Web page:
Kabul's Indian Option
Afghanistan and India in First Ever Strategic Pact

Brought together by suspicion of Pakistani support for terrorism aimed against them Afghanistan and India signed a strategic pact.

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Amiel Ungar,

Hamid Karzai
Hamid Karzai

The United States and Afghanistan have recently expressed their frustration with Pakistan over what they consider a double game. Pakistan officially sides with the war against Islamic extremism while covertly conniving with the same extremists.

Afghani president Hamid Karzai and several senior officials have claimed that Pakistan was involved in the assassination of the government's chief negotiator with the Taliban Burhanuddin Rabbani. They presented Pakistan with evidence that the killer was a Pakistani national and the planning was performed in Pakistan. Pakistan according to the Afghanis has refused cooperation.

"Today we received a message from the embassy of Pakistan saying that since this issue has arisen in media, we cannot co-operate and we apologize for that," said Mohammad Yasin Zia, deputy head of the National Directorate of Security.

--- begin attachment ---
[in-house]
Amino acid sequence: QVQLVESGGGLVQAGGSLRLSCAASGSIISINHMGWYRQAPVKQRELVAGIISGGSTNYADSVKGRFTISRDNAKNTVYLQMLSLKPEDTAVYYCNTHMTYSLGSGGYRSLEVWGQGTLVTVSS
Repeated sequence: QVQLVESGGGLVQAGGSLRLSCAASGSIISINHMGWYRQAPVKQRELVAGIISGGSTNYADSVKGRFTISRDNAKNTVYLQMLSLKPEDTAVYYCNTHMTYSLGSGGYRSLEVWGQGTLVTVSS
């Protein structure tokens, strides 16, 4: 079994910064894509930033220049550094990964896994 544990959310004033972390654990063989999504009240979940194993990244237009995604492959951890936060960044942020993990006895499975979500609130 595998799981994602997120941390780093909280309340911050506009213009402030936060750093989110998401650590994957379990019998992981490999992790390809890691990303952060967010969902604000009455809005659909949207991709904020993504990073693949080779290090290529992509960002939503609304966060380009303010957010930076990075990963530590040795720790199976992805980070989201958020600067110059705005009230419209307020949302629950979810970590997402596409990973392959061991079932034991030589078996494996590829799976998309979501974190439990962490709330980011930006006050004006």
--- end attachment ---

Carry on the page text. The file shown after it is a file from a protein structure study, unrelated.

It was in this context that Karzai's visit to New Delhi for his third meeting in the year with Indian leader Manmohan Singh took on a new significance. Given Muslim religious feelings in Afghanistan Muslim Pakistan is the preferable partner and Pakistan provides Afghanistan with an outlet to the sea. Additionally too close relationship with New Delhi would have fueled Pakistani fears of encirclement ensuring further mischief.

Now the Indian option is getting another look. India has not been inactive and has provided economic assistance. Many of Afghanistan's bureaucrats received their training in India. Economic and technical assistance have been the focus to avoid antagonizing Pakistan.

This may change due to mutual sympathy between governments that view themselves as victimized by terrorism emanating from Pakistan. An initial strategic agreement has been signed between the two countries. While the declaration omits mention of Pakistan it emphasizes the need to wage a joint struggle against international terrorism. To instill contents into the concept India may train Afghan security forces and police in counterterror operations.

“We will do all within our means to help Afghanistan,” Singh said, standing beside Karzai. “Terrorism is the biggest threat.”

An enhanced Indian role in Afghanistan is also being encouraged by the United States that is on its way out of the country

"The U.S. is now willing to let India play a larger role in Afghanistan, and certainly Afghanistan wants it," said Lalit Mansingh, a former Indian foreign secretary and ambassador to Washington. "After years of being sidelined, India is now regarded very much as part of the solution."